How Pitchers Can Avoid Tommy John Surgery
Yesterday on the SNY broadcast of the spring training split-squad game between the Mets and Nationals, Ron Darling gave his take on Tommy John surgery, suggesting that “everyone is different” in regard to recovery, and while all pitchers get the same prescription for rehab, that doesn’t mean they’ll all heal exactly the same, because everyone’s “makeup” is different.
No offense to Darling, but at least two things must be considered. First, while every pitcher gets the same rehabilitation prescription after undergoing Tommy John surgery, not all pitchers follow the program (this is often the fault of the teams). Second, while everyone’s DNA is different, so are their pitching deliveries — and some are more dangerous than others. A human being can’t change his DNA, but he CAN change his mechanics. Unfortunately, very few — if any — pitchers make the necessary corrections to their mechanics to avoid harming themselves again.
And therein lies the problem: pitchers — and the teams they pitch for — rarely consider what CAUSED the elbow injury in the first place. It’s chalked up to “bad luck” or some other random, mystical force. Can you imagine what this world would be like today if we took that approach to everything that went wrong in life? Oh wait — we DID do that, about a thousand years ago. We blamed bad weather, famine, plagues, floods, and just about every other negative happening on one god or another. Then, at some point in human history, we discovered — and developed — something called SCIENCE. It’s an amazing thing, this “science” concept — it’s able to explain things, such as why lightning strikes, or why it snows, or why pitchers destroy their elbows.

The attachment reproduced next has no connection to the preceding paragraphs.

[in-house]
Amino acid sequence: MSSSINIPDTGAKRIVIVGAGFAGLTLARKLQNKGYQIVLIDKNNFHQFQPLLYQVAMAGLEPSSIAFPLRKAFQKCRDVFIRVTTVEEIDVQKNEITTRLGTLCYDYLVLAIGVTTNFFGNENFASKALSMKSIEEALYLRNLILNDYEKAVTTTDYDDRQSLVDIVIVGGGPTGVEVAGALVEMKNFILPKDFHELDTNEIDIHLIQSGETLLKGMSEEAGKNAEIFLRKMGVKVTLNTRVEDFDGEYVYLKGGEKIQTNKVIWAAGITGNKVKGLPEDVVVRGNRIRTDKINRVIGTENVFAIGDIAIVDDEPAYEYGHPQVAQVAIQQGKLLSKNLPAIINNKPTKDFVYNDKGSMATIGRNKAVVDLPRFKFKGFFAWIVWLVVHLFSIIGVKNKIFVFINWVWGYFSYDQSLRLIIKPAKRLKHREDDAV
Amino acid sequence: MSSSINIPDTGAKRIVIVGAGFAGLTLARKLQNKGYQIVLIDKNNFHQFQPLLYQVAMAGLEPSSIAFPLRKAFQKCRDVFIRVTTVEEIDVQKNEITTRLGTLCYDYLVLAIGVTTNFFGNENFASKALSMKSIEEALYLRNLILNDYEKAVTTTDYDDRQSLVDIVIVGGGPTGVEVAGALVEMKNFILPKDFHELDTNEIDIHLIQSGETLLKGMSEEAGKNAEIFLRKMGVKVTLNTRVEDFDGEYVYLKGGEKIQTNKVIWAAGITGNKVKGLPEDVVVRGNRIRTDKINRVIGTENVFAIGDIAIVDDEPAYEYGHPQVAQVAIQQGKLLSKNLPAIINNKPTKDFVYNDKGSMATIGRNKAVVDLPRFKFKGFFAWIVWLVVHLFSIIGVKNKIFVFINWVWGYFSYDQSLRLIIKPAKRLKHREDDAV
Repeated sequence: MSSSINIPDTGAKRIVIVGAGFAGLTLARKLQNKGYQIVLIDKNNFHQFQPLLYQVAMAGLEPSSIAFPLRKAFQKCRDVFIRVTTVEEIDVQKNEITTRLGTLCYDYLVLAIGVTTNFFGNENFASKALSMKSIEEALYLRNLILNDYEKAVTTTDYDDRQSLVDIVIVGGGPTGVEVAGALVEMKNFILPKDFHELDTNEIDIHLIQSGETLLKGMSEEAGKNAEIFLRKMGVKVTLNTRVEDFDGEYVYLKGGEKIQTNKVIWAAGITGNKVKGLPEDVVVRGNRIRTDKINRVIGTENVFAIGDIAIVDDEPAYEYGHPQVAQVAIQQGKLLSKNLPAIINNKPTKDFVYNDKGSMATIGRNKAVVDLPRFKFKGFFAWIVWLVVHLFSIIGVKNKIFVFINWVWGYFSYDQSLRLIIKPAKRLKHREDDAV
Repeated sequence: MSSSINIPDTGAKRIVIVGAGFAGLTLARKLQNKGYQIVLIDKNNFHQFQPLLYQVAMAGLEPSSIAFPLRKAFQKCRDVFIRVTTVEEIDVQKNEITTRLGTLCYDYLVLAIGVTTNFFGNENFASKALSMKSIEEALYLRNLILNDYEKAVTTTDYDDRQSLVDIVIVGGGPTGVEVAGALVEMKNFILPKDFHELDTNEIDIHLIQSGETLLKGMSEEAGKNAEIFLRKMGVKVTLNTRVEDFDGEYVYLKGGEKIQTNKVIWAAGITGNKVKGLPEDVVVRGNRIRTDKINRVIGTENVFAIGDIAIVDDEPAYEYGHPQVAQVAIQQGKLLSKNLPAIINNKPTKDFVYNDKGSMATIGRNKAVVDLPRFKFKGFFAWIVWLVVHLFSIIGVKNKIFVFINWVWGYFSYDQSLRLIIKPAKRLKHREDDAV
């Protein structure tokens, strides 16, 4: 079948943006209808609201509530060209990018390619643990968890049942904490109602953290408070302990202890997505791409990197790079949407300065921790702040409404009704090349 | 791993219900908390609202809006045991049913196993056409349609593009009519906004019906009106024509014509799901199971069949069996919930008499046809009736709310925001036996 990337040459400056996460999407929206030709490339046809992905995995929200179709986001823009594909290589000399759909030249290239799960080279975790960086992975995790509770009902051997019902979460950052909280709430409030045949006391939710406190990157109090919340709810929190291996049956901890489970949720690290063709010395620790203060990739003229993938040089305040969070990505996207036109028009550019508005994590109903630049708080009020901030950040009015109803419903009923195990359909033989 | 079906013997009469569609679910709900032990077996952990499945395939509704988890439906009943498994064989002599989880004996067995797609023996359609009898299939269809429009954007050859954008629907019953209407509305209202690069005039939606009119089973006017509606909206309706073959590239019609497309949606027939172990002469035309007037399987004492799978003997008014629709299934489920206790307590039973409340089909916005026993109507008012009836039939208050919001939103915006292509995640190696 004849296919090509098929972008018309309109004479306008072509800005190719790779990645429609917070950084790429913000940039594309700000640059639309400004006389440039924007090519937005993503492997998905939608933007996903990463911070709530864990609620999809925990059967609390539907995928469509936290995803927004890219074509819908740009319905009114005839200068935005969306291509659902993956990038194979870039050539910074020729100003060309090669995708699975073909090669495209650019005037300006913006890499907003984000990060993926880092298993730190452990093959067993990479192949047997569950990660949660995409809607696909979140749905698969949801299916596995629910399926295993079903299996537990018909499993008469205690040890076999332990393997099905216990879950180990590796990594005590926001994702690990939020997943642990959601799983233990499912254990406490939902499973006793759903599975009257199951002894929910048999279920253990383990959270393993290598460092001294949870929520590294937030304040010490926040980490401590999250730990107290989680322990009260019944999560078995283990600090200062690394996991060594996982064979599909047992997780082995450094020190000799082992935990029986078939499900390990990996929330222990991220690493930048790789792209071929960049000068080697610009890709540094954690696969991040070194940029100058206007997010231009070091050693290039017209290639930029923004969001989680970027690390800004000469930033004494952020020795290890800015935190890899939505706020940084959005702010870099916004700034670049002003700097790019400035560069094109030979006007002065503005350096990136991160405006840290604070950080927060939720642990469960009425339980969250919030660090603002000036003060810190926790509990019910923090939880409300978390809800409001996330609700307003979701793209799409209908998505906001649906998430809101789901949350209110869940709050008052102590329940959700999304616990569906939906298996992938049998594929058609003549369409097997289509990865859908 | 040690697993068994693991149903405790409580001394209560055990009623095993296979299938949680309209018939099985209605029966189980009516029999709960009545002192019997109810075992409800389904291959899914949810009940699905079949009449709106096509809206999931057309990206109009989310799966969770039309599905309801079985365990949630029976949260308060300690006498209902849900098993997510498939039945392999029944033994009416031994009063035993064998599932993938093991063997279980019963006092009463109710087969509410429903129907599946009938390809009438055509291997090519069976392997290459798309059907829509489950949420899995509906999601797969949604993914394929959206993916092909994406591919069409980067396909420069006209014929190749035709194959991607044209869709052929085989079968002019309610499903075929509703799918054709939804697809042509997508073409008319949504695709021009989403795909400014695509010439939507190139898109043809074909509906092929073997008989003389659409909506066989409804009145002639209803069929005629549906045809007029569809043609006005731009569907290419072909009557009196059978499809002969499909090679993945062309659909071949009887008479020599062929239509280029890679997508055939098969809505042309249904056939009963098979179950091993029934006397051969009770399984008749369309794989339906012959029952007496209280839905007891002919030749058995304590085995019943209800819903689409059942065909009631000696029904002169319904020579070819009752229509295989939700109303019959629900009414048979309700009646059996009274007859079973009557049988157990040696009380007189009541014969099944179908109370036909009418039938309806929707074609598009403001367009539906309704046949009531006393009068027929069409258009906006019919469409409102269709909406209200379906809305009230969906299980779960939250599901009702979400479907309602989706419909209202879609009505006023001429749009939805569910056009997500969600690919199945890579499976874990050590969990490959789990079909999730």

Here’s the best part — unlike the weather, which is uncontrollable (but explainable), thanks to science, pitchers don’t have to destroy their elbows. Scientists know exactly why pitchers hurt their elbows, and why Tommy John surgery isn’t necessarily the answer for a torn ulnar collateral ligament (UCL). Sure, you can take an aspirin or Advil for your headache, but wouldn’t it be even better to prevent the headache in the first place? In most cases, it CAN be done. Similarly, pitchers don’t have to tear their UCL — and those who’ve torn it once, don’t have to tear it again.
But don’t take it from me — I’m just a hack blogging from my parents’ basement. Listen below to qualitative scientist and sport kinesiologist Angel Borrelli explain why pitchers injure their elbows, and how it can be prevented. Oh, and there’s a full follow-up on Jonathon Niese‘s shoulder and elbow injury — and you are NOT going to like what you hear.
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